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The Greatest Minor League: A History of the…
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The Greatest Minor League: A History of the Pacific Coast League,… (2012)

by Dennis Snelling

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This review was written for LibraryThing Early Reviewers.
This is the kind of baseball history book that I love, exhaustively researched and based on primary sources. Snelling has gone through dozens of newspapers dating as far back as the 1890s, and interviewed dozens of former players. The bulk of the book is a straightforward narrative history of the Pacific Coast League, including not just happenings on the field but the creation of the league and its competition with the National and American Leagues. There's an appendix with lots of lists and statistics, and endnotes that are sometimes so long, they're almost like little articles in their own right. I can see where some people might think a book like this is too dense, but it's a fantastic reference that I'm sure I'll be referring to in the future. ( )
  dkathman | Feb 6, 2013 |
This review was written for LibraryThing Early Reviewers.
This book overflows with information about the once-vibrant Pacific Coast League, sometimes to a fault; I found that most of the time I could only get through about ten pages before my head started swimming from all the names and dates (especially for players who would appear only once or twice in the whole book). My eyes would also sometimes hurt from squinting at the myriad footnotes in tiny type. But Snelling does tell a compelling story about the rise and fall of the PCL, particularly its ultimately unsuccessful attempts to position itself as a third major league, and it was fascinating to learn about the minor-league origins of Ted Williams, Joe DiMaggio and other major leaguers. ( )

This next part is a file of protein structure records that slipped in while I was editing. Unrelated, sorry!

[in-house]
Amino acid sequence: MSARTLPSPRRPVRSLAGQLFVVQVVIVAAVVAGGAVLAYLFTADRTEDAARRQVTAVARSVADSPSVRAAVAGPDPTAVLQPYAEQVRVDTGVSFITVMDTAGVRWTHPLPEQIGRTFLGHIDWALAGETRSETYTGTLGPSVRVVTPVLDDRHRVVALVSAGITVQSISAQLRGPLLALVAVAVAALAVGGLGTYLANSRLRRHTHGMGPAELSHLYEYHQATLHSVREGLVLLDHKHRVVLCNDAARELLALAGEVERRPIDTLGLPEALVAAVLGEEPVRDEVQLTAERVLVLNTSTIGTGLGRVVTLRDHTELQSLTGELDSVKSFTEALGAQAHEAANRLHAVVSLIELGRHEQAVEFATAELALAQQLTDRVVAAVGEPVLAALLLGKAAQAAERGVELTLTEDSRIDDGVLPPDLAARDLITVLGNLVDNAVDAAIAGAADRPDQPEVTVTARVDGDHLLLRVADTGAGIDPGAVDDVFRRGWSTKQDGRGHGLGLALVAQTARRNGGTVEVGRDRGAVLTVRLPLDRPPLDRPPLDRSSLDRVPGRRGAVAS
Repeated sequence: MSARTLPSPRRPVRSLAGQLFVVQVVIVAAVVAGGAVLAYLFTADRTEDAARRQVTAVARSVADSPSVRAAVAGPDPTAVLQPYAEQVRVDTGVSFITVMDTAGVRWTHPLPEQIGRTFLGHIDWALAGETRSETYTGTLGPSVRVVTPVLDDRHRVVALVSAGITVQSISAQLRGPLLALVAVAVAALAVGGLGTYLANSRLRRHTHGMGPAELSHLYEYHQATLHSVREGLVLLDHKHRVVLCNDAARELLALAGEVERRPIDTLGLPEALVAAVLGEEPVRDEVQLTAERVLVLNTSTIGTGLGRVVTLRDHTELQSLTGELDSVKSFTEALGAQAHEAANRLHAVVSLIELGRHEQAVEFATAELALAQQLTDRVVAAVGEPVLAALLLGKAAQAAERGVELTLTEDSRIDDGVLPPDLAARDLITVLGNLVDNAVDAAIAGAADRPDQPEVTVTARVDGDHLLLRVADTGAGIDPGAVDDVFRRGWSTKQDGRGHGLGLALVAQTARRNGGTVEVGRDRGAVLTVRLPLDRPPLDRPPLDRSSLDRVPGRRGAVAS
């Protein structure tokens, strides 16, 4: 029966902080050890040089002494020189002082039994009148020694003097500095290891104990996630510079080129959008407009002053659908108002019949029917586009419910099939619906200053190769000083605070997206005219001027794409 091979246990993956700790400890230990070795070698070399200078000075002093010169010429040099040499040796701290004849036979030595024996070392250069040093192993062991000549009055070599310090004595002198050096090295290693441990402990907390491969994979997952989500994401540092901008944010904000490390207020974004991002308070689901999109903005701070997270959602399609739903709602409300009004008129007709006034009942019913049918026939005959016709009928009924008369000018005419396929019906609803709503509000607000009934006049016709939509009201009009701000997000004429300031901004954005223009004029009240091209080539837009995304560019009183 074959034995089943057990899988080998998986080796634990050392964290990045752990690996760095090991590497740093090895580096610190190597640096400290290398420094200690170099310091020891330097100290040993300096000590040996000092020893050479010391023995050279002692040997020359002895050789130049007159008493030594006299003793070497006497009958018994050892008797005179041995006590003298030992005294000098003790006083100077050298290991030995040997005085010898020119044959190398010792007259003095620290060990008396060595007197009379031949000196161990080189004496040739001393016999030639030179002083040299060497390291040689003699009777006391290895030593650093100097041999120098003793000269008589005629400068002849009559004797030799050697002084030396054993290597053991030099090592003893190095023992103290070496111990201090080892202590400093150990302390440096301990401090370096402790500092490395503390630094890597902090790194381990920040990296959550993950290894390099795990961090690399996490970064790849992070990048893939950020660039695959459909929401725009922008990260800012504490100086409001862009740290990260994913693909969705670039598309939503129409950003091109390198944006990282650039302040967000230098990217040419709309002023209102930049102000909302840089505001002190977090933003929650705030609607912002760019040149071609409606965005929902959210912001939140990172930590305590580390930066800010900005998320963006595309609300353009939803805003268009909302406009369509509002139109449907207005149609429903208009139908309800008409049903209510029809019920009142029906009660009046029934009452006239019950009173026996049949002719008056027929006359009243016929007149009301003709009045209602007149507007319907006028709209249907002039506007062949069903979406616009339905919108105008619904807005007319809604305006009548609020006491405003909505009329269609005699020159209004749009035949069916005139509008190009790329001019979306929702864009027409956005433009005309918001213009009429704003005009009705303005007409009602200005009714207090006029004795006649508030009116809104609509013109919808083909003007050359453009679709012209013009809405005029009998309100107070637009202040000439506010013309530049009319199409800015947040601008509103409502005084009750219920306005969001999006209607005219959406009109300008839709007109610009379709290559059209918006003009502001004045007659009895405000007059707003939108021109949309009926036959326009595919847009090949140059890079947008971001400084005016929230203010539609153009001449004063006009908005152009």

bostonian71 | Aug 12, 2012 |
This review was written for LibraryThing Early Reviewers.
“The Greatest Minor League” is chock full of information on the great Pacific Coast League from its beginnings until around 1957. Although this league still exist today, it at one point was actually competing against the Major League teams with Hall of Famers such as Joe DiMaggio, Lefty Gomez, and others. This league had it all and Snelling does a fantastic job of including just what made this league tick. It’s meticulously researched and indexed, with tables, stats, footnotes, and lists and list of sources. It could probably even be used as a textbook on early baseball history. The one and only issue with the book is that at times it reads like a textbook and is a bit dense. But this is a book that any fan of baseball history will throughly enjoy. ( )
  zzshupinga | Aug 1, 2012 |
This review was written for LibraryThing Early Reviewers.
So much has been written about the history of major league baseball that it's startling to come upon a book that shares stories about teams and sports legends that most people have never heard before. That's because the popular history of baseball during the Ty Cobb, Babe Ruth, Joe DiMaggio era is strictly an east coast tale. But for 50 years or more, a third league -- almost on par with the National and American Leagues -- flourished on the west coast. The Pacific Coast League story launched the careers of Joe DiMaggio and Ted Williams and incubated teams that eventually made it to the big leagues themselves: Los Angeles, San Francisco, Oakland, Seattle, and San Diego.